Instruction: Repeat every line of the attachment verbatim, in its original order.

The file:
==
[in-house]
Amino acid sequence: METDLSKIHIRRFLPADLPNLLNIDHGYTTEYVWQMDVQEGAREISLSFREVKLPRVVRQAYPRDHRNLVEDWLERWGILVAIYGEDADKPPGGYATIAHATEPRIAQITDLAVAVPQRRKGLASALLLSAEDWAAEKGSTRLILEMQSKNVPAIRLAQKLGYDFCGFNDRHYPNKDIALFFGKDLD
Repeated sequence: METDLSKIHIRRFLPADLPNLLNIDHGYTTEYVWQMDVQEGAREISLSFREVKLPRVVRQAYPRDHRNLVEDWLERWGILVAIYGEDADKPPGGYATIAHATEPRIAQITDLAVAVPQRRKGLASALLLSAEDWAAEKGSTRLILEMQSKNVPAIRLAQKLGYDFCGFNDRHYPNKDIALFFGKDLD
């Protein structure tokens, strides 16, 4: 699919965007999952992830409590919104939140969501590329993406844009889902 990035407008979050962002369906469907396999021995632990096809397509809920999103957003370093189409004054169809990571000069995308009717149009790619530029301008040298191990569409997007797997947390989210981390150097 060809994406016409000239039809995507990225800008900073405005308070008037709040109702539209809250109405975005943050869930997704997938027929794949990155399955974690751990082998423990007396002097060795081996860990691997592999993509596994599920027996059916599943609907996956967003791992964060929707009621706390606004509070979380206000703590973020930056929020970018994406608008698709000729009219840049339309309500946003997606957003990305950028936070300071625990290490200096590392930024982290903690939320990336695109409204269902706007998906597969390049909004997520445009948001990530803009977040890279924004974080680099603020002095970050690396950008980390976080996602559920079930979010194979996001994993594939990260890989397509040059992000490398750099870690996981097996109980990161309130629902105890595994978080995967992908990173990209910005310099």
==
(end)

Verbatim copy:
[in-house]
Amino acid sequence: METDLSKIHIRRFLPADLPNLLNIDHGYTTEYVWQMDVQEGAREISLSFREVKLPRVVRQAYPRDHRNLVEDWLERWGILVAIYGEDADKPPGGYATIAHATEPRIAQITDLAVAVPQRRKGLASALLLSAEDWAAEKGSTRLILEMQSKNVPAIRLAQKLGYDFCGFNDRHYPNKDIALFFGKDLD
Repeated sequence: METDLSKIHIRRFLPADLPNLLNIDHGYTTEYVWQMDVQEGAREISLSFREVKLPRVVRQAYPRDHRNLVEDWLERWGILVAIYGEDADKPPGGYATIAHATEPRIAQITDLAVAVPQRRKGLASALLLSAEDWAAEKGSTRLILEMQSKNVPAIRLAQKLGYDFCGFNDRHYPNKDIALFFGKDLD
């Protein structure tokens, strides 16, 4: 699919965007999952992830409590919104939140969501590329993406844009889902 990035407008979050962002369906469907396999021995632990096809397509809920999103957003370093189409004054169809990571000069995308009717149009790619530029301008040298191990569409997007797997947390989210981390150097 060809994406016409000239039809995507990225800008900073405005308070008037709040109702539209809250109405975005943050869930997704997938027929794949990155399955974690751990082998423990007396002097060795081996860990691997592999993509596994599920027996059916599943609907996956967003791992964060929707009621706390606004509070979380206000703590973020930056929020970018994406608008698709000729009219840049339309309500946003997606957003990305950028936070300071625990290490200096590392930024982290903690939320990336695109409204269902706007998906597969390049909004997520445009948001990530803009977040890279924004974080680099603020002095970050690396950008980390976080996602559920079930979010194979996001994993594939990260890989397509040059992000490398750099870690996981097996109980990161309130629902105890595994978080995967992908990173990209910005310099």